As technology develops, we can expect the accuracy and performance of some tools to improve, as some voice recognition translation systems can produce 97%–100% accuracy.12 Computer-based tools designed for specific situations have produced more positive results, for example, an app containing pre-recorded Chinese audio translations of routine sayings in anaesthesia was played to 25 Chinese women during labour.13 Patient comprehension and satisfaction were high enough to justify expansion of the process to other LEP Chinese parturient women. A programme used to elicit asthma history in simulated consultations between Somali asthma sufferers and their health care providers had high satisfaction rates.14 In contrast, a phrase book of medical terms and activities could be easier to use, more useful than translation tools, and better aligned to brief interactions in the medical context.

Since little is known about the attitudes and concerns of doctors and nurses in using electronic translation tools or phrase books for direct patient–clinician communication, we evaluated an app called Listen Please to gain insight into its potential uses in a clinical setting, using the updated Technology Acceptance Model2 (TAM2)15 as a framework.


METHODS

The translation app

An intensivist clinician saw an unmet need in an Intensive Care Unit of an urban hospital, where patients and clinicians needed less than an interpreter but more than gestures, miming and family members, to assist with brief interactions.16 A phrase book app was designed for brief interactions and is not a substitute for a trained interpreter.

The app includes the most commonly spoken South East Asian and Pacific languages in the North Island, NZ, that is, written and vocal translations and accompanying graphics in Cantonese, Mandarin, Samoan, Tongan and Korean. It pairs 400 English phrases commonly used in interactions between patients and their clinicians. The translations were done by trained interpreters to ensure accuracy. Graphics were designed to avoid cultural offence. The app, available on an iPad, provides interpretations of standard medical information, from the clinician’s and patient’s points of view, as illustrated in Figure 1. Patients can also express aspects of daily life dialogue. The questions are phrased to elicit ‘yes’ or ‘no’ or ‘don’t know’ answers using the touchscreen. For those who are unable to respond by touching the device, there are vocal instructions that instruct the patient to nod, shake their head side-to-side or shrug their shoulders.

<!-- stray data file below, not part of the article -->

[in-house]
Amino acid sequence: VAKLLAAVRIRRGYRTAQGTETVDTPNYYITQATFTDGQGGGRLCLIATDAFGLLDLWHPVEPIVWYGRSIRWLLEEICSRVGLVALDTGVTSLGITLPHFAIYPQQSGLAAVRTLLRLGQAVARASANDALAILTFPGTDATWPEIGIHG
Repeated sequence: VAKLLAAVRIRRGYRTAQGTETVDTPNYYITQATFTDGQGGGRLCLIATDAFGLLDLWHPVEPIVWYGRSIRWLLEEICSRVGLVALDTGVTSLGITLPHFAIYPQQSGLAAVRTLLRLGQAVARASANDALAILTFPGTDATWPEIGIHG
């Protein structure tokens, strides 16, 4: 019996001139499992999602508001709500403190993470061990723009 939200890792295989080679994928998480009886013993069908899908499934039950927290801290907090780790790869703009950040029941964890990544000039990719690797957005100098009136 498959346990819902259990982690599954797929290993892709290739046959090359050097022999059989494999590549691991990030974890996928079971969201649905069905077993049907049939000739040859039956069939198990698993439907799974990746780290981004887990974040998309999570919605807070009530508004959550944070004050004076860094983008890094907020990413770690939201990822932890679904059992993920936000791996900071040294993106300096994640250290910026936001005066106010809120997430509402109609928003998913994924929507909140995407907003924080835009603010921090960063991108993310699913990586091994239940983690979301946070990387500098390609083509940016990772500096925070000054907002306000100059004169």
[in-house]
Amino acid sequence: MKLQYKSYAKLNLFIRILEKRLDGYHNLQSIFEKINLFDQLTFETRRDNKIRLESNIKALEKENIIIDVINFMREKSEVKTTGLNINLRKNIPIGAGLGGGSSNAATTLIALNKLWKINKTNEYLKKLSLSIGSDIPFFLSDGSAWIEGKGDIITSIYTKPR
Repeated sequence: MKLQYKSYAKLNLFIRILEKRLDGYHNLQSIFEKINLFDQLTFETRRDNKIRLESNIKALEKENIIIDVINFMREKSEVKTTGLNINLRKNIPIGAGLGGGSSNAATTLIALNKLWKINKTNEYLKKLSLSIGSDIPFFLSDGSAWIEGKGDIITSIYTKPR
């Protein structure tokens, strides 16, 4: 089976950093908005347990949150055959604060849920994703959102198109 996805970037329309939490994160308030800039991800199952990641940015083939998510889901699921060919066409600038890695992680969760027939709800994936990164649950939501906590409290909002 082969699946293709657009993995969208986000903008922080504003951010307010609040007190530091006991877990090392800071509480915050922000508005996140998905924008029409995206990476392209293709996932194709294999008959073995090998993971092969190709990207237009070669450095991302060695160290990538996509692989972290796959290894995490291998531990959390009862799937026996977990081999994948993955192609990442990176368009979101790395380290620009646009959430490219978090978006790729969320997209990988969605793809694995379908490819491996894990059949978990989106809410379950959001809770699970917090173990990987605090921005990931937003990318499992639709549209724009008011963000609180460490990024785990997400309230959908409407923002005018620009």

The participants

Doctors and nurses from a range of specialities and clinical experience were recruited from one urban hospital. They were recruited by an independent research advisor based in the hospital and referred to the researcher to make an appointment for an interview once informed consent was gained. Ethical approval for the study was gained from University of Auckland Human Participants Ethics Committee (ref 013220). We aimed for an equal number of doctors and nurses, a diverse cross section of clinical experience and speciality, and enough interviews to achieve saturation (i.e. no new content emerging in subsequent interviews).17 Fifteen clinicians were interviewed. The iPad was carried in a waterproof case to enable decontamination between interviews.

Figure 1 Screenshots illustrating the app’s functionality

The interview

The language used in the study was Korean as the interviewer was bilingual in both Korean and English. During the interview, data was gathered by means of a three-step process once informed consent was obtained.

1) The app was demonstrated and participants were invited to browse and explore it at the beginning of the interview.

2) A simulated vignette incorporating a typical scenario was presented. Interviewees were asked to determine whether the situation was an acute emergency or not and understand the patient’s non-clinical needs. The interviewer played the patient’s role in Korean.

Vignette: A 30-year-old Korean woman is admitted to hospital for pneumonia five weeks after the birth of her healthy baby boy. She does not speak any English, and she has pain in the lower chest/upper abdominal area. She is distressed and wants to desperately see her partner and baby.

3) Eight semi-structured questions, based on the TAM2, were asked (Table 1). The app was available for the participant to use.